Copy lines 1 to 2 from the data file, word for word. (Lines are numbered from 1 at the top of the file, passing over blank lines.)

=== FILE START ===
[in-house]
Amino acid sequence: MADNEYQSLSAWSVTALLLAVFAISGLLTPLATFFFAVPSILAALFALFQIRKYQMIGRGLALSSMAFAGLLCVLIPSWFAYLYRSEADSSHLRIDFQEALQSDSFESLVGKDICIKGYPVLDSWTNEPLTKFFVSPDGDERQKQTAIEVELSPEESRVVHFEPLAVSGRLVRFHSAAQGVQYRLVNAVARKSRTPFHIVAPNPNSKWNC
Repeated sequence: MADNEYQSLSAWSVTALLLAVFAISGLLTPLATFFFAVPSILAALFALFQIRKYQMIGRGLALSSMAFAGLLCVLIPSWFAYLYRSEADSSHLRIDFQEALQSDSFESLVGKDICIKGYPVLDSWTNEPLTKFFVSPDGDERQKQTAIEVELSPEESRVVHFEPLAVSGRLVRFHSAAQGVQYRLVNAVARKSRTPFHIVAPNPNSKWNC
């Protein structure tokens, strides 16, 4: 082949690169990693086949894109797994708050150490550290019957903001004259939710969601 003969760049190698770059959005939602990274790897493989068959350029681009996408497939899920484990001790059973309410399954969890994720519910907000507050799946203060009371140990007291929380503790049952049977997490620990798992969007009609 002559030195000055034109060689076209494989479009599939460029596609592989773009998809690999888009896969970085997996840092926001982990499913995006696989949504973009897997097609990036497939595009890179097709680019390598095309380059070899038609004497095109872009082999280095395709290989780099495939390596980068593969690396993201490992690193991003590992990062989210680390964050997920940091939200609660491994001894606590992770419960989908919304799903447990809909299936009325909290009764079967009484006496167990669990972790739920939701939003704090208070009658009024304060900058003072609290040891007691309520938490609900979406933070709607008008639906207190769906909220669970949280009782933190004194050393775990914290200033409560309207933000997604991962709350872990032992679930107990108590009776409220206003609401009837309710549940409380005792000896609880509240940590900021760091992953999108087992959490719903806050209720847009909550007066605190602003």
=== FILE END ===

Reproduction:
[in-house]
Amino acid sequence: MADNEYQSLSAWSVTALLLAVFAISGLLTPLATFFFAVPSILAALFALFQIRKYQMIGRGLALSSMAFAGLLCVLIPSWFAYLYRSEADSSHLRIDFQEALQSDSFESLVGKDICIKGYPVLDSWTNEPLTKFFVSPDGDERQKQTAIEVELSPEESRVVHFEPLAVSGRLVRFHSAAQGVQYRLVNAVARKSRTPFHIVAPNPNSKWNC